Bicycling continues to grow in popularity in Colorado, both as a method of transportation and as a recreational activity. The Denver metro area is well known for its network of easily accessible bike paths and people are using bicycles more and more for their commutes especially when the weather of nice. The state of Colorado helps sponsor bike to work days and many employers encourage their employees to use their bikes. As bicyclists ourselves, we understand the joys of bicycling.
Sharing the Road Makes Bicycling Risky
However, as bicyclists ourselves, we also understand the inherent danger of bicycling, particularly the dangers of sharing the road with motor vehicles. It’s increasingly commonplace to see bicycles traveling with motor vehicles on the roads throughout the metro Denver area.
With more bicyclists comes the chance for more accidents. For example, from 2010-2012, 29 bicyclists died in traffic accidents in Colorado, with an approximate 2% increase in bicyclist deaths per year. Drivers need to be more aware of the bicyclists on the road, as they aren’t as easy to spot as other vehicles or even motorcycles. Bicyclists may travel in both traffic lanes and bicycle lanes, so drivers must always be aware of their surroundings when there is bicycle traffic. Drivers also need to be especially aware of bicyclists when making turns, as they may be turning across devoted bicycle lanes.
How Do Bicycle Accidents Happen?
While there are many things a driver should do, that doesn’t mean they will do it, and when cars and trucks collide with bicycles, the results can be catastrophic for the bicyclist. Negligent drivers often fail to provide sufficient space for bicyclists or even observe them all together. They may not respect the bicycle lanes, a bicyclist’s right of way, or even keep out of the bicycle lanes while driving.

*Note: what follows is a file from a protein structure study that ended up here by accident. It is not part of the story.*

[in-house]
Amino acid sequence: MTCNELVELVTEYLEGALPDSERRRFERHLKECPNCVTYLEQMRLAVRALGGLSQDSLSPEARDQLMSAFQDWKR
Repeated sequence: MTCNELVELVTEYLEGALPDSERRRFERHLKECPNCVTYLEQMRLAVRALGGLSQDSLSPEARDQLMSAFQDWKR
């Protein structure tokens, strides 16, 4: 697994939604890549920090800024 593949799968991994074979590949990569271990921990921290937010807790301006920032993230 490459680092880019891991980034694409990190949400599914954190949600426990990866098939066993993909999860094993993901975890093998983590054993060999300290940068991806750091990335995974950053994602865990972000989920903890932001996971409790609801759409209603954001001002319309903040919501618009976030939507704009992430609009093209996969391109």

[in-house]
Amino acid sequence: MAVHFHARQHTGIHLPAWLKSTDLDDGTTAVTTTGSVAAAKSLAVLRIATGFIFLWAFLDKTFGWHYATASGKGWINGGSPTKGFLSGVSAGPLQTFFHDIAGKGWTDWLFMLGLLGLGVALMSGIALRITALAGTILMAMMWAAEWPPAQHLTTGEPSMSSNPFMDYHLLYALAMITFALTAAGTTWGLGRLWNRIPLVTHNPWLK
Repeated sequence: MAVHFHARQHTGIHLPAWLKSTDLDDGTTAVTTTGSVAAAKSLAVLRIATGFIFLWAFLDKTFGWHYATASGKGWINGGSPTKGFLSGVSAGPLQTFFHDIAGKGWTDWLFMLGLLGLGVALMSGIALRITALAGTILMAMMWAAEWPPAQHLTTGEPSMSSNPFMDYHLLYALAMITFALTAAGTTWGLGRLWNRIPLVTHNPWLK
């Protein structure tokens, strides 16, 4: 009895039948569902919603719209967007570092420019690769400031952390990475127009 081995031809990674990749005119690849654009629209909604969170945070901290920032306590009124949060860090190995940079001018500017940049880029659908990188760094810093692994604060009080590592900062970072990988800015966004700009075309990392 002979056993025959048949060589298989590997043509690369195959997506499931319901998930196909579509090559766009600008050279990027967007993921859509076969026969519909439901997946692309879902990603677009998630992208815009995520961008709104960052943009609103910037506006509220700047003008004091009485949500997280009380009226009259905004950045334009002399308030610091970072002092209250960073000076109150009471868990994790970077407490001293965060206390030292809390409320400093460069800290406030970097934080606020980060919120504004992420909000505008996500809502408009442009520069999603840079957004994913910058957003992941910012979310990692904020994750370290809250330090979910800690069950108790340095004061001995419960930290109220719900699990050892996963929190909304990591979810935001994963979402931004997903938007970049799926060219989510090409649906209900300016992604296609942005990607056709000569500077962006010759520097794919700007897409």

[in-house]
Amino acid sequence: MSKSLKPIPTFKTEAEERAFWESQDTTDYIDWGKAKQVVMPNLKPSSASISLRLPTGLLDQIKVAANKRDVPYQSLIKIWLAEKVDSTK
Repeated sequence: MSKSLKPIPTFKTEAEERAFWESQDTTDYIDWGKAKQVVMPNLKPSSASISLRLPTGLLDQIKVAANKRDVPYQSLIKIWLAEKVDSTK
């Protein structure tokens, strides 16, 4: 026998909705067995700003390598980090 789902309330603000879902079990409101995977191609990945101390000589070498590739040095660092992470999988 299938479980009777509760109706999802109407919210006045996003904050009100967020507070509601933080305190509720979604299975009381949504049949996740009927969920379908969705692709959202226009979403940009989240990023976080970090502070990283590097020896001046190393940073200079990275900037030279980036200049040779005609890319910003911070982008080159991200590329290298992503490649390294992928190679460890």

A car wraps the driver up in metal and fiberglass, but a bicyclist can’t ride in a suit of armor. Thus, compounding the problem is that bicyclists wear little to no protection beyond a helmet, and even then, a swift and powerful impact with the pavement can break a helmet. While helmets are effective at reducing the risk of traumatic brain injury by 52% and death by 44%, bicycle accidents often result in serious injuries such as broken bones, traumatic brain injuries, internal injuries, and even death.
What Kinds of Claims Would an Injured Bicyclist Have?
First, the bicyclist may have a claim against the driver who hit them or caused them to have an accident. For example, a bicyclist may have a claim if a driver swerved into a bicyclist’s path to scare the cyclist or did so negligently, and the bicyclist was hurt trying to avoid a collision. A bicyclist may also have a claim for unsafe road conditions if the accident wouldn’t have happened under better conditions. A bicyclist may also have a claim against the bicycle or helmet manufacturer for defective products.
If you, a family member, or a friend have had the misfortune of being injured in a bicycle accident, we want to help you. The attorneys at Kidneigh & Kaufman are experienced with handling bicycle accidents and injuries and have had a history of success in handling these types of cases. Call Kidneigh & Kaufman at 303-393-6666 today to schedule your free consultation.
 Governing. Deadliest States For Cyclists: Per Capita Fatality Rates. http://www.governing .com/gov-data/transportation-infrastructure/most-bicycle-cyclist-deaths-per-capita-by-state-data.html.
 Linda Thrasybule. Helmets prevent severe head injuries in bike accidents. https://www.reuters. com/article/us-health-bicycles-helmets/helmets-prevent-severe-head-injuries-in-bike-accidents-idUSKCN10U1LY. (Aug. 19, 2016)